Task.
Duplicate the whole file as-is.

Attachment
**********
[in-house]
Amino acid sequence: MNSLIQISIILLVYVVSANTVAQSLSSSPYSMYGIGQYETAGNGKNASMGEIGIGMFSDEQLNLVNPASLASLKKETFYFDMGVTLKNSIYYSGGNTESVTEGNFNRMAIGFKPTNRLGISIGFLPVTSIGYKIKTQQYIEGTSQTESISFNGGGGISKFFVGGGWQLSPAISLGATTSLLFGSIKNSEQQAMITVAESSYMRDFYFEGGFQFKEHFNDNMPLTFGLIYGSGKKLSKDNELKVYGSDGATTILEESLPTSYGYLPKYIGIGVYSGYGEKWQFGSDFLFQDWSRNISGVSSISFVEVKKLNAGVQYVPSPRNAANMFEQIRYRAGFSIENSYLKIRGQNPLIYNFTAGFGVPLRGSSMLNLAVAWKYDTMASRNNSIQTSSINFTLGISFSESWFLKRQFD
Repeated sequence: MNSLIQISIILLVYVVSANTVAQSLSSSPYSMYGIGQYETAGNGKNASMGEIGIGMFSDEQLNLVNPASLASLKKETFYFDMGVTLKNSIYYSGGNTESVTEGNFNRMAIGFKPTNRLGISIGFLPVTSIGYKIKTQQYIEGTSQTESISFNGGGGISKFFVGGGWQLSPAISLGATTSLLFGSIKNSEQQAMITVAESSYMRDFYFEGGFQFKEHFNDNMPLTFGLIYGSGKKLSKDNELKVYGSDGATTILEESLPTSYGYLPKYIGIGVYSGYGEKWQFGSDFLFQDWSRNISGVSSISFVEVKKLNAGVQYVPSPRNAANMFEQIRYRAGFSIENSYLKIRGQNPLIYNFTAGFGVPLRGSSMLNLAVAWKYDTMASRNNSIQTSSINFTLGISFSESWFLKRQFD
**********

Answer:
[in-house]
Amino acid sequence: MNSLIQISIILLVYVVSANTVAQSLSSSPYSMYGIGQYETAGNGKNASMGEIGIGMFSDEQLNLVNPASLASLKKETFYFDMGVTLKNSIYYSGGNTESVTEGNFNRMAIGFKPTNRLGISIGFLPVTSIGYKIKTQQYIEGTSQTESISFNGGGGISKFFVGGGWQLSPAISLGATTSLLFGSIKNSEQQAMITVAESSYMRDFYFEGGFQFKEHFNDNMPLTFGLIYGSGKKLSKDNELKVYGSDGATTILEESLPTSYGYLPKYIGIGVYSGYGEKWQFGSDFLFQDWSRNISGVSSISFVEVKKLNAGVQYVPSPRNAANMFEQIRYRAGFSIENSYLKIRGQNPLIYNFTAGFGVPLRGSSMLNLAVAWKYDTMASRNNSIQTSSINFTLGISFSESWFLKRQFD
Repeated sequence: MNSLIQISIILLVYVVSANTVAQSLSSSPYSMYGIGQYETAGNGKNASMGEIGIGMFSDEQLNLVNPASLASLKKETFYFDMGVTLKNSIYYSGGNTESVTEGNFNRMAIGFKPTNRLGISIGFLPVTSIGYKIKTQQYIEGTSQTESISFNGGGGISKFFVGGGWQLSPAISLGATTSLLFGSIKNSEQQAMITVAESSYMRDFYFEGGFQFKEHFNDNMPLTFGLIYGSGKKLSKDNELKVYGSDGATTILEESLPTSYGYLPKYIGIGVYSGYGEKWQFGSDFLFQDWSRNISGVSSISFVEVKKLNAGVQYVPSPRNAANMFEQIRYRAGFSIENSYLKIRGQNPLIYNFTAGFGVPLRGSSMLNLAVAWKYDTMASRNNSIQTSSINFTLGISFSESWFLKRQFD